Hobbs State Park-Conservation Area’s Outdoor Adventure Camp is a new day camp designed for thirteen to fifteen year-olds to explore the Park on land and in water for three action-packed days.    Campers will learn to kayak and snorkel on Beaver Lake.

    Outdoor Adventure Day campers will have unique hands-on learning experiences like re-living the history of the Park through Dutch oven cooking and using a two-man cross cut saw.   Campers will also learn how to discover and identify some of the natural resources found along the park’s trails.

    Where:  Pick-up and drop-off at the visitor center located on Hwy 12 just east of the Hwy 12/War Eagle Road intersection

    When:    July 11 - July 13 from 9:00 am – 3:00 pm

    Cost:       $50 @

         For more information and to register, call 479-789-5000

  • 28 May 2018 4:09 PM | Anonymous member (Administrator)

    According to Science magazine, polar bears burn up to 12,300 calories per day, mainly on a diet of seals.  How do they “hunt” those seals?  The bears wait for hours by seals’ cone-shaped breathing holes in the sea ice.  When a seal surfaces to breathe, the bear stands on its hind legs and smacks the seal on the head with both of its front paws to stun it.  Then the bear bites it on the neck and drags it onto the ice.  They’re far more successful doing this than any other method of hunting.

    The key is ice.  The bears need the ice to be able to hunt, to eat, to live.  Climate change is heating up the Arctic faster than anywhere else on earth.  National Geographic says sea ice is shrinking 14 percent per decade.  Everyone agrees that the Arctic ice is melting rapidly.  People may disagree about the causes. 

    Denis Dean, fifteen-year Arkansas and Florida Master Naturalist, will speak on the plight of these majestic carnivores.   According to Dean, “This program is about the effect the melting ice is having on Polar Bears and the loss of their habitat, which may cause the entire population to revert back to where they originated - as Brown Bears.  Scientific evidence has found that the brown bear, a species that also includes grizzly bears, was a precursor to polar bears, which then went on to develop specializations for inhabiting the harsh Arctic.”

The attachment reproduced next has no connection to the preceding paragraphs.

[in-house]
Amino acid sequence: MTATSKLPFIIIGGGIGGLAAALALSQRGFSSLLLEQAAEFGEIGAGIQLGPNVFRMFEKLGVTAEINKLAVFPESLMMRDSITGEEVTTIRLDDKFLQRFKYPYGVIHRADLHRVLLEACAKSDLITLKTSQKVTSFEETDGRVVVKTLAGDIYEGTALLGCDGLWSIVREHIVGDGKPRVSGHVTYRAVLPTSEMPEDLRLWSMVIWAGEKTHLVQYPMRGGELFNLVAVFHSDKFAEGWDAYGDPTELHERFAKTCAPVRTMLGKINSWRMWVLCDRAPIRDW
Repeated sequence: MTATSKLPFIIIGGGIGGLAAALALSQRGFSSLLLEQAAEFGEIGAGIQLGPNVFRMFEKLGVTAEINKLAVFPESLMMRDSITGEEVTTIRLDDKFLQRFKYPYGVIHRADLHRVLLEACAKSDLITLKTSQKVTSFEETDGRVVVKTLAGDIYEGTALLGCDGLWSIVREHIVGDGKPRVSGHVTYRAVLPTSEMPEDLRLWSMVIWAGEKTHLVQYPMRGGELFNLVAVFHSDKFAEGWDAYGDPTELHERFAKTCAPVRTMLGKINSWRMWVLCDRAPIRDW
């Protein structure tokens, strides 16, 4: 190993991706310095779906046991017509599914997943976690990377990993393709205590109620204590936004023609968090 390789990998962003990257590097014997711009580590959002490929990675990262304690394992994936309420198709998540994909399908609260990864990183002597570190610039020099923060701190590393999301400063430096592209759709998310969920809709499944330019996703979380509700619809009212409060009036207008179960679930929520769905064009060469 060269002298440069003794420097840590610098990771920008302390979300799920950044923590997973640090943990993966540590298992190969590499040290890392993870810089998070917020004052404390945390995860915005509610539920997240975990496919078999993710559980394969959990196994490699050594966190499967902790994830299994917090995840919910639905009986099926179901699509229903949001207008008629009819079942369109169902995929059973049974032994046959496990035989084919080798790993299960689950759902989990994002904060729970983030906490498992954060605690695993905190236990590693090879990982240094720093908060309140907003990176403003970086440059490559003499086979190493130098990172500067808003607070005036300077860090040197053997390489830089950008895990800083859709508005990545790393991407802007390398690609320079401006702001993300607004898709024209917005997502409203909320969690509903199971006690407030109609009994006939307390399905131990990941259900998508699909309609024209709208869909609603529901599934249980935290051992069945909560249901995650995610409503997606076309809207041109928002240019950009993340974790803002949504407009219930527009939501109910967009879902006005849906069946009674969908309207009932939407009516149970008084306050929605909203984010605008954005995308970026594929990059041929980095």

Come hear and see an exceptionally interesting and informative program on a most timely subject.  Handouts on a variety of nature subjects will be available.

    When:  Sunday June 3, 2018

    Time:     2:00 pm

    Where: Hobbs State Park visitor center located on Hwy 12 just east of the Hwy 12/War Eagle Road intersection.

    Cost:     Free

    For more information, call: 479-789-5000

  • 28 May 2018 4:08 PM | Anonymous member (Administrator)

    Have you ever had the urge to visit places that not everyone is able to experience?  Backpacking offers the opportunity for new adventure into to the great outdoors.  Hobbs State Park is prepared to help the beginning backpacker get started through our Introduction to Backpacking Clinic.

    This hands-on, overnight trip is designed for people with little or no backpacking experience to try out backpacking and learn some tricks so that they have a positive experience on the trail.  The clinic is led by a Park interpreter and experienced backpacker along the 8.5-mile long Pigeon Roost Trail.  Participants will be able to try out their own equipment in a safe environment with expert guidance.  Topics covered during the clinic include:  packing, cooking, safety, leave no trace, and navigation.

    If you are ready for a new kind of adventure, then contact Hobbs State Park to register.  You will need to bring your own food, water, and equipment to camp overnight.  Are you ready to answer the call of the wild?

    When:   2:00 pm Saturday June 9 through 12:00 pm Sunday June 10

    Where:  Pigeon Roost Trail Head located 6/10 mi. east of the Hobbs State Park visitor center.

    Ages:       8 years and older.  All minors must be accompanied by an adult.

    Cost:       $10/person

    For more information and to register, call: 479-789-5000

    No pets, alcohol, or weapons.

  • 11 May 2018 9:29 AM | Anonymous member (Administrator)

    Mother Nature herself has become a permanent fixture at Hobbs State Park –Conservation Area.  Every 2nd Saturday at 10:30 a.m. she visits the park to excite the imaginations of all the children around her. 

    Upcoming Mother Nature visit dates and reading topics:

    June 9 – Animals in the Night

    July 14 – Water Dance – Water Cycle & Storm Drain Pollution

    August 11 – Caterpillar to Butterfly

    September 8 – Trees

    October 13 – Spiders

    November 10 – Stories the Osage Nation Tells

    December 8 – Squirrels – Busy All Year ‘Round

    Story time will be followed by “hands-on” nature-craft activities.  Children of all ages are welcome, however most stories will target children 3-6 years of age.

    Meet Mother Nature in the lobby of the Hobbs State Park – Conservation Area visitor center located on Hwy 12 just east of the Hwy 12/War Eagle Road intersection.

    Put this notice on your refrigerator to remind you of all of the upcoming Mother Nature Reads dates.

    Cost:  FREE     Length – one hour.  

    For more information, call:  479-789-5000